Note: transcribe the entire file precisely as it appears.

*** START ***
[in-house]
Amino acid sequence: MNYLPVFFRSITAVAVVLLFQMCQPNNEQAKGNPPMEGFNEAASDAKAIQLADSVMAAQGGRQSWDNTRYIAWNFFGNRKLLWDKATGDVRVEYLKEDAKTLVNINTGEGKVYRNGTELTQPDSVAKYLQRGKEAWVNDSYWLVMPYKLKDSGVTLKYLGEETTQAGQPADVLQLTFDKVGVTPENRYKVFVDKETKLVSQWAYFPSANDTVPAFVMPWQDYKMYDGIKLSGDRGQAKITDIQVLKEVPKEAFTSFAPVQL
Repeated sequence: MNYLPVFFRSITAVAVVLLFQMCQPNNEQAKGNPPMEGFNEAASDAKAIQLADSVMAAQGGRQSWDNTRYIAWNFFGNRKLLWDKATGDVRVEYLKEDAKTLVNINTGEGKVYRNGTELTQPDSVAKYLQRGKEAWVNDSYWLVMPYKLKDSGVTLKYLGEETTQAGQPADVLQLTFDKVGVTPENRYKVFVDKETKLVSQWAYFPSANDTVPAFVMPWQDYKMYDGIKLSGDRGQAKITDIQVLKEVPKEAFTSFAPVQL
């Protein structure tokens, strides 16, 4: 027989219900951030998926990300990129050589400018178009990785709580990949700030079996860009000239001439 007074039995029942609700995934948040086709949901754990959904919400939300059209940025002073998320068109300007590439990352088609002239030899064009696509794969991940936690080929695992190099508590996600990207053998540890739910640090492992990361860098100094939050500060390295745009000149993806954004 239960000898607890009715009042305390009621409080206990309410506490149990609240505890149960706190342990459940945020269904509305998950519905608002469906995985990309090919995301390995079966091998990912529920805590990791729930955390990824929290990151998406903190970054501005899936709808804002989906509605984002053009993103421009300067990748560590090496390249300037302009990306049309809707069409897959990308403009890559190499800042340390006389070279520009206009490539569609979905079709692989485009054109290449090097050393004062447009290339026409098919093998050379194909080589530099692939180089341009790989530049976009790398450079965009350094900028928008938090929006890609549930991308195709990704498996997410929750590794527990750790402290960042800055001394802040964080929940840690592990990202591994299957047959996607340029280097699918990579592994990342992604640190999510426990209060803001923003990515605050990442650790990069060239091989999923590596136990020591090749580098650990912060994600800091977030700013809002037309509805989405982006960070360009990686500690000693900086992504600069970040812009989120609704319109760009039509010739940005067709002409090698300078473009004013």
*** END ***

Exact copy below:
[in-house]
Amino acid sequence: MNYLPVFFRSITAVAVVLLFQMCQPNNEQAKGNPPMEGFNEAASDAKAIQLADSVMAAQGGRQSWDNTRYIAWNFFGNRKLLWDKATGDVRVEYLKEDAKTLVNINTGEGKVYRNGTELTQPDSVAKYLQRGKEAWVNDSYWLVMPYKLKDSGVTLKYLGEETTQAGQPADVLQLTFDKVGVTPENRYKVFVDKETKLVSQWAYFPSANDTVPAFVMPWQDYKMYDGIKLSGDRGQAKITDIQVLKEVPKEAFTSFAPVQL
Repeated sequence: MNYLPVFFRSITAVAVVLLFQMCQPNNEQAKGNPPMEGFNEAASDAKAIQLADSVMAAQGGRQSWDNTRYIAWNFFGNRKLLWDKATGDVRVEYLKEDAKTLVNINTGEGKVYRNGTELTQPDSVAKYLQRGKEAWVNDSYWLVMPYKLKDSGVTLKYLGEETTQAGQPADVLQLTFDKVGVTPENRYKVFVDKETKLVSQWAYFPSANDTVPAFVMPWQDYKMYDGIKLSGDRGQAKITDIQVLKEVPKEAFTSFAPVQL
């Protein structure tokens, strides 16, 4: 027989219900951030998926990300990129050589400018178009990785709580990949700030079996860009000239001439 007074039995029942609700995934948040086709949901754990959904919400939300059209940025002073998320068109300007590439990352088609002239030899064009696509794969991940936690080929695992190099508590996600990207053998540890739910640090492992990361860098100094939050500060390295745009000149993806954004 239960000898607890009715009042305390009621409080206990309410506490149990609240505890149960706190342990459940945020269904509305998950519905608002469906995985990309090919995301390995079966091998990912529920805590990791729930955390990824929290990151998406903190970054501005899936709808804002989906509605984002053009993103421009300067990748560590090496390249300037302009990306049309809707069409897959990308403009890559190499800042340390006389070279520009206009490539569609979905079709692989485009054109290449090097050393004062447009290339026409098919093998050379194909080589530099692939180089341009790989530049976009790398450079965009350094900028928008938090929006890609549930991308195709990704498996997410929750590794527990750790402290960042800055001394802040964080929940840690592990990202591994299957047959996607340029280097699918990579592994990342992604640190999510426990209060803001923003990515605050990442650790990069060239091989999923590596136990020591090749580098650990912060994600800091977030700013809002037309509805989405982006960070360009990686500690000693900086992504600069970040812009989120609704319109760009039509010739940005067709002409090698300078473009004013």